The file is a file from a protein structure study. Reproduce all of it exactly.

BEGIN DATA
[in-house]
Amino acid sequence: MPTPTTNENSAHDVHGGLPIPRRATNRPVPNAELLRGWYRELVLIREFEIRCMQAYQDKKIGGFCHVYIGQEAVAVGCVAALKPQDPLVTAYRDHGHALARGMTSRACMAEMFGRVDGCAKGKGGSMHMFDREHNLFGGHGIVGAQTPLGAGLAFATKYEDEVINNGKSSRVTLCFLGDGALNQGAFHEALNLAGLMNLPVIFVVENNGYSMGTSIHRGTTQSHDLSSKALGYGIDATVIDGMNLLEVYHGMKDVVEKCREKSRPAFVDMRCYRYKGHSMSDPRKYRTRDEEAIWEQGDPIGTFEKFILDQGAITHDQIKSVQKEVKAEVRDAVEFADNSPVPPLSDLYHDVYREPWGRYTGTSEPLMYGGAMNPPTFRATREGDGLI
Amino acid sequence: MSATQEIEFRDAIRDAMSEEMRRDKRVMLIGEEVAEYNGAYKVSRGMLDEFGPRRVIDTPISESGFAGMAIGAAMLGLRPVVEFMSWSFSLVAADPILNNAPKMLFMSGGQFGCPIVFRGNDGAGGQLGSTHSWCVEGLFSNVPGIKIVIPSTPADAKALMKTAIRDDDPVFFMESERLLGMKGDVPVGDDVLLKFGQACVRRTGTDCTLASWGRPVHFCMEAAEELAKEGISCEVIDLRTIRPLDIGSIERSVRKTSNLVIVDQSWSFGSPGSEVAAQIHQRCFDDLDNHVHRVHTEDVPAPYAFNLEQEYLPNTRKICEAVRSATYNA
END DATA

[in-house]
Amino acid sequence: MPTPTTNENSAHDVHGGLPIPRRATNRPVPNAELLRGWYRELVLIREFEIRCMQAYQDKKIGGFCHVYIGQEAVAVGCVAALKPQDPLVTAYRDHGHALARGMTSRACMAEMFGRVDGCAKGKGGSMHMFDREHNLFGGHGIVGAQTPLGAGLAFATKYEDEVINNGKSSRVTLCFLGDGALNQGAFHEALNLAGLMNLPVIFVVENNGYSMGTSIHRGTTQSHDLSSKALGYGIDATVIDGMNLLEVYHGMKDVVEKCREKSRPAFVDMRCYRYKGHSMSDPRKYRTRDEEAIWEQGDPIGTFEKFILDQGAITHDQIKSVQKEVKAEVRDAVEFADNSPVPPLSDLYHDVYREPWGRYTGTSEPLMYGGAMNPPTFRATREGDGLI
Amino acid sequence: MSATQEIEFRDAIRDAMSEEMRRDKRVMLIGEEVAEYNGAYKVSRGMLDEFGPRRVIDTPISESGFAGMAIGAAMLGLRPVVEFMSWSFSLVAADPILNNAPKMLFMSGGQFGCPIVFRGNDGAGGQLGSTHSWCVEGLFSNVPGIKIVIPSTPADAKALMKTAIRDDDPVFFMESERLLGMKGDVPVGDDVLLKFGQACVRRTGTDCTLASWGRPVHFCMEAAEELAKEGISCEVIDLRTIRPLDIGSIERSVRKTSNLVIVDQSWSFGSPGSEVAAQIHQRCFDDLDNHVHRVHTEDVPAPYAFNLEQEYLPNTRKICEAVRSATYNA